Lucky Bamboo Information


As its name states, the "lucky bamboo" symbolizes good fortune in the broadest sense. As a tool of Chinese geomancy, it has strategic uses based on size, number of stalks, form and placement. Curiously, this herbaceous evergreen flowers in the Philippines, although flowering is not a common feature of the lucky bamboo.


Lucky bamboo is a fanciful name for the botanical term Dracaena sanderana/sanderiana. Other common names include Sanders' dracaena, ribbon plant, water bamboo and corn plant. The Dracaena sanderana is native to Asia and tropical West Africa. It is a member of the Ruscaceae family.

Number Of Stalks

Lucky number eight plays a significant part in Chinese culture. In the Cantonese dialect, the Chinese character for the number eight sounds like "prosperity." Therefore, bamboo stalks that total eight, 18 and 38 are especially auspicious. Such a plant would be ideal for a new business or a new home office and as a housewarming gift. In more general terms, two bamboo stalks indicate love, three or six stalks represent happiness and harmony, five or seven stalks stand for good health and nine stalks bring good fortune.


Different forms of lucky bamboo have various symbolic associations. For example, a lucky bamboo trellis suggests a ladder of success and augurs well for the recipient. According to the precepts of Chinese geomancy, strategically placed tiers of lucky bamboo in the home or office can attract and retain positive energy, enhancing the area. Braided lucky bamboo canes popularly suggest good prospects ahead.

Geomancy Elements

The lucky bamboo plant embodies all five elements of Chinese geomancy, namely wood, earth, water, metal and fire. The plant itself is the wood element. The pot is earth. The water represents itself. The traditional, decorative coin secured to the plant by a bright red ribbon for luck are the metal and fire elements.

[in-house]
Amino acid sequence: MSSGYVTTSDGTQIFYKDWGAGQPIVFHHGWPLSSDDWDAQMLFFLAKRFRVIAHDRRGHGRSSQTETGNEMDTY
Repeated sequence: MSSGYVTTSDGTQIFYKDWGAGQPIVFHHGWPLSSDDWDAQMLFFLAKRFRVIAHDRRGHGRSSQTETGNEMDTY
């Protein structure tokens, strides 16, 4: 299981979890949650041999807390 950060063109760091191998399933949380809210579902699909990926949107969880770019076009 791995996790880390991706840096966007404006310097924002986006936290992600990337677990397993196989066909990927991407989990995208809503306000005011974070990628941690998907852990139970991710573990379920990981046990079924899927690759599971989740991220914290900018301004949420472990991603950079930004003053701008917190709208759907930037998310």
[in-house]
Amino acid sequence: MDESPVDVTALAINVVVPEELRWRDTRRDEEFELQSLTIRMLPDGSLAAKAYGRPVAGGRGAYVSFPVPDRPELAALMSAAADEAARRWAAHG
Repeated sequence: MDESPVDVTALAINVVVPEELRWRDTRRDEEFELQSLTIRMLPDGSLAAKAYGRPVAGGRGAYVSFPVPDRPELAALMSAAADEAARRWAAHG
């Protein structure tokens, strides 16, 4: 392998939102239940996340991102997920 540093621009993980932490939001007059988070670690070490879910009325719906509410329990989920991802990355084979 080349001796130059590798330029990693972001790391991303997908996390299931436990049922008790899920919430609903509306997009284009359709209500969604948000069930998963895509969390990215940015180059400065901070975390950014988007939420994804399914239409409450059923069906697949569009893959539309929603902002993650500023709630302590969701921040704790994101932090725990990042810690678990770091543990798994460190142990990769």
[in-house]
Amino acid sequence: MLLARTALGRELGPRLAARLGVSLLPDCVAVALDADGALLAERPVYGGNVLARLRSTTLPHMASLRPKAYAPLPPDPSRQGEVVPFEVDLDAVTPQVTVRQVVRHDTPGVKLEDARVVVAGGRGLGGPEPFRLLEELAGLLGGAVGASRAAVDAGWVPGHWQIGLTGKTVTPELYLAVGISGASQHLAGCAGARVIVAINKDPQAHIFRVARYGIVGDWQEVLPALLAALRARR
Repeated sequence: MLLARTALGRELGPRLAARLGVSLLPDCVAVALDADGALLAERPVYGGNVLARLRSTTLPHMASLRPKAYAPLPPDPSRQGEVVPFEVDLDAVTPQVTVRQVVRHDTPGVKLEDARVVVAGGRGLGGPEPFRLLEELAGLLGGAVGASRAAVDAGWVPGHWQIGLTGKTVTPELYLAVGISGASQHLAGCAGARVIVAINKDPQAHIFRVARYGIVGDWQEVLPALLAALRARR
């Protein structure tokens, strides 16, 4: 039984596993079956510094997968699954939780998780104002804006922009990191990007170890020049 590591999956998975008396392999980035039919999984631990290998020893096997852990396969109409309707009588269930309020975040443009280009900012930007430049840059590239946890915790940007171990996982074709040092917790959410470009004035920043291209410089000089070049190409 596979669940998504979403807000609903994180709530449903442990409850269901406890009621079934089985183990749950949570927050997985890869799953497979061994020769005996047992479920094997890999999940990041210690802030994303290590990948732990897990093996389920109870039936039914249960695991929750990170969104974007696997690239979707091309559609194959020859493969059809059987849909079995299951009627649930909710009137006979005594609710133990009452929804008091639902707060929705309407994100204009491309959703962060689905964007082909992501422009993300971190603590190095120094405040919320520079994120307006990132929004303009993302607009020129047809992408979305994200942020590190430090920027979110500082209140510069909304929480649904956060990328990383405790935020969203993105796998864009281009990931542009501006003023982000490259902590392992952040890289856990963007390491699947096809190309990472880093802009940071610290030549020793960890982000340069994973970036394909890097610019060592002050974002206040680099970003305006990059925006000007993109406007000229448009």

Decide on the size, number of stalks and form of the lucky bamboo plant you want before making a purchase. There are so many choices in Chinese supermarkets and other stores, that it is worth your while to shop around a bit before choosing just the right one. The lucky bamboo is one of the easiest plants to grow. It is as happy sitting in water as it is luxuriating in a pot of moist but not saturated soil. It is very easygoing and will let you know how happy it is by the vibrant green of its leaves. Should the leaves start to yellow, find the problem and fix it. It could be too many chemicals in the water, too windy a location or too much bright light. Use filtered water or even rain water for the best results, and do not place lucky bamboo plants in the direct path of air vents or right in front of a window.

Keywords: lucky bamboo information, Dracaena sanderana, ribbon plant

About this Author

Based in Northern California, Maureen Katemopoulos has been a freelance writer for over 25 years. Her articles on travel, the arts, cuisine and history have appeared in Stanislaus Magazine, Orientations, The Asia Magazine, and The Peninsula Group Magazine, among others. She holds a Baccalaureate degree in journalism from Stanford University.